Monthly Archives: August 2011

It’s Hard to Love Your Neighbor

It’s hard to love your neighbor when he almost runs you over in the parking lot.
It’s hard to love your neighbor when she takes 20 items into the 10 items or less lane–and cuts in front of you to get there.
It’s hard to love your neighbor when she not only talks during the movie but explains to her partner exactly what is going to happen next.
It’s hard to love your neighbor when he tosses an empty beer can out of his car window.
It’s hard to love your neighbor when you have to walk through her cloud of cigarette smoke.
It’s hard to love your neighbor when he lets his dog potty in your yard and doesn’t clean it up.
It’s hard to love your neighbor when the “music” from his car drowns out the conversation in your car.

It’s hard to love your neighbor when he mocks you, spits on you, beats you, pierces your hands and feet and side, and leaves you to die in front of your weeping mother.

Well, ok. Maybe I could try harder to love my neighbor.

Back to Blogging – And Thoughts on Spending Time with Our Children

After two months away, I am finally back to the blog. All of my spare time has been taken up with, of all things, performing in a musical (South Pacific, to be specific). No, it’s not a mid-life crisis, though it did bring out the kid in me. Rather, it was an opportunity to take involvement in my eldest daughter’s life to a whole new level.

I applaud parents who support their kids and get them involved with sports or music or dance or martial arts. Such activities are crucial supplements to the education of our children, and they help to keep them away from the TV, the video game, and the shopping mall.

Better yet are those parents who take the time to watch their kids in those activities, to cheer them on, to ask them about their experiences. This kind of communication is critical in the parent/child relationship just as intimate communication is critical in the marriage. If the kids learn to communicate at a young age, they just might find it easier to say what’s on their mind during the more difficult teen years.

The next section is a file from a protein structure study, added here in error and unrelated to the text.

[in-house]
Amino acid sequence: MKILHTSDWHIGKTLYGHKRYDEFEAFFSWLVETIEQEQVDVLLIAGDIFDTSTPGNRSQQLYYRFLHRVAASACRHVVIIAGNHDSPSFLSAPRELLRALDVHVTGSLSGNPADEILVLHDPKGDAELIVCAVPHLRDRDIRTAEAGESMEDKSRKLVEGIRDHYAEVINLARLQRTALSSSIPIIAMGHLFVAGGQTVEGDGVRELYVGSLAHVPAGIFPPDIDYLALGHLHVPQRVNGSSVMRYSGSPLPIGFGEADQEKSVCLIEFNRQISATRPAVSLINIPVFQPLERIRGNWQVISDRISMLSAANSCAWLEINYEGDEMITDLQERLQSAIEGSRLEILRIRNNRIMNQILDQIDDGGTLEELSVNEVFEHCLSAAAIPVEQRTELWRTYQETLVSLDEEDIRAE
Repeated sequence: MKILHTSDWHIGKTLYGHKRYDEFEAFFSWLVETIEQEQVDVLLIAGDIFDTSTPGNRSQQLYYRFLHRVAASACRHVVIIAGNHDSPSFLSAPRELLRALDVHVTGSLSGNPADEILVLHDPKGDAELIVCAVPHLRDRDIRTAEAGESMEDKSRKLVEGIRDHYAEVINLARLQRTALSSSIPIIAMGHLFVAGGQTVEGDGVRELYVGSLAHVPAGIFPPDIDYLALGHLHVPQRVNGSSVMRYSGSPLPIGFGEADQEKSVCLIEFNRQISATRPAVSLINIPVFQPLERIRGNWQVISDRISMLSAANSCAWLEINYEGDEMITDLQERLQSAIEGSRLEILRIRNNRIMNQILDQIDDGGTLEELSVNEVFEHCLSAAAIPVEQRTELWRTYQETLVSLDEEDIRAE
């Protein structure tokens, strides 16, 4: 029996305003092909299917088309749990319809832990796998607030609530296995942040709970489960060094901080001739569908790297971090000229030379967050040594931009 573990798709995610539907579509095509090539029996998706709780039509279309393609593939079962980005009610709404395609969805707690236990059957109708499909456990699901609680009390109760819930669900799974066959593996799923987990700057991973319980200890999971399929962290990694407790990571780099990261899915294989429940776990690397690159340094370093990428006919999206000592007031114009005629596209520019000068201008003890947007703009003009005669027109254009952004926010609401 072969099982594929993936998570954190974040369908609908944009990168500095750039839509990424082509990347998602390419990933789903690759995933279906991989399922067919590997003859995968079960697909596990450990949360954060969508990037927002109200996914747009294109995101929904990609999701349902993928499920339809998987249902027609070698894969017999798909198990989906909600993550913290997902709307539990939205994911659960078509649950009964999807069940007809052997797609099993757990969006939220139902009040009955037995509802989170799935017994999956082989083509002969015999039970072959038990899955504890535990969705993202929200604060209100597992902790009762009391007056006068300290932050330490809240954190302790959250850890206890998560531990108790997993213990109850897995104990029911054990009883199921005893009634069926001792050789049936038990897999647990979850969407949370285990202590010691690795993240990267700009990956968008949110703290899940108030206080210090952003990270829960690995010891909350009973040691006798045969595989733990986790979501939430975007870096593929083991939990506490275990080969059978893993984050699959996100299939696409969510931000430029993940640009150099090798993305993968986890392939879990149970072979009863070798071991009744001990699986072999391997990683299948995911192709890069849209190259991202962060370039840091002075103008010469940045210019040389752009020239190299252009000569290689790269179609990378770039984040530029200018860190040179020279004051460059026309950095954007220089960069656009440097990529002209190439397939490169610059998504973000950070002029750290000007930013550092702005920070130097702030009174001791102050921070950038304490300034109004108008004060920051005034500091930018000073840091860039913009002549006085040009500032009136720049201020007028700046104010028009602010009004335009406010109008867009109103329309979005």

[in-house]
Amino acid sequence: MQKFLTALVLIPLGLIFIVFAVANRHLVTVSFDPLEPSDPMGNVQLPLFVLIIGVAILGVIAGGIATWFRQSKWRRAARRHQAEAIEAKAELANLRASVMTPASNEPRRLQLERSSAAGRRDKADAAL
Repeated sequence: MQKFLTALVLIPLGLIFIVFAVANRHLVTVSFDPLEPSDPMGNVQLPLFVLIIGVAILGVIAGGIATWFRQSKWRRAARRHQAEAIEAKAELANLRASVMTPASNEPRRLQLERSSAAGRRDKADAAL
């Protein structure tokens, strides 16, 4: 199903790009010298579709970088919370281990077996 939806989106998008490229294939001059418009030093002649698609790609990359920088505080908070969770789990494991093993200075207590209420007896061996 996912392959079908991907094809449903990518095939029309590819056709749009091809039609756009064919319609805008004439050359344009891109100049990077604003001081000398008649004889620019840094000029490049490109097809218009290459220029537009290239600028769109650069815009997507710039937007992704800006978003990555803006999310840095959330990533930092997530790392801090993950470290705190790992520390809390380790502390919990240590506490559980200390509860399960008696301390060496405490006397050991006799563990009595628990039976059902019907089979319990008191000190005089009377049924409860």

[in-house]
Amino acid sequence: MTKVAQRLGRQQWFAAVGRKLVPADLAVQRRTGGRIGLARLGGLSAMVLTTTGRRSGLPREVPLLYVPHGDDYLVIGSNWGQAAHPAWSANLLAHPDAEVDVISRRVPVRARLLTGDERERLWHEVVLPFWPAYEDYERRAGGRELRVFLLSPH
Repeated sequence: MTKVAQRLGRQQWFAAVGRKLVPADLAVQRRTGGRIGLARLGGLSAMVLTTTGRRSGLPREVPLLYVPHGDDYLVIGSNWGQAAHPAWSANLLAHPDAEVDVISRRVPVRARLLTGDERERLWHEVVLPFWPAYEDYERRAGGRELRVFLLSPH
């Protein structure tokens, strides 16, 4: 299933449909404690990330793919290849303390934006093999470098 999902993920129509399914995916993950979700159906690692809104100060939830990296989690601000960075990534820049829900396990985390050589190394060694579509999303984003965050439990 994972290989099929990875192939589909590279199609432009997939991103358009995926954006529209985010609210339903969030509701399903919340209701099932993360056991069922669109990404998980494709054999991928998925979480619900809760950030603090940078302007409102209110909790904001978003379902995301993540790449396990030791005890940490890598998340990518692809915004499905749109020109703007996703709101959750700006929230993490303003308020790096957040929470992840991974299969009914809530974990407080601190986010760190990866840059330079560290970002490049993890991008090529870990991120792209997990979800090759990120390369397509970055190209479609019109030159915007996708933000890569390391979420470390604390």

I found, however, that I truly hit pay dirt when I take part in my children’s activities. It becomes a shared experience that brings us together in a unique way. It helps to build trust and comradery that I don’t know any other way to create.

Of course, we can’t be active participants in everything our kids do, but here are a few examples of where some can:

1. Coach your child’s rec league team.
2. Join your child in martial arts or dance class.
3. Teach your child a hobby that you can share together, such as fishing, crafting, or gardening.
4. If you play an instrument, practice a duet.
5. Send your child to cooking class and then cook dinner together.

It is easy for a modern parent to become a taxi service. It is an extension of the “married but single” lifestyle that is prevalent today. We have to resist that tendency, as it is an often fatal sickness to families. Being a parent is not the same as being a combination bodyguard, chauffeur, and concierge. It means sharing your life with your children.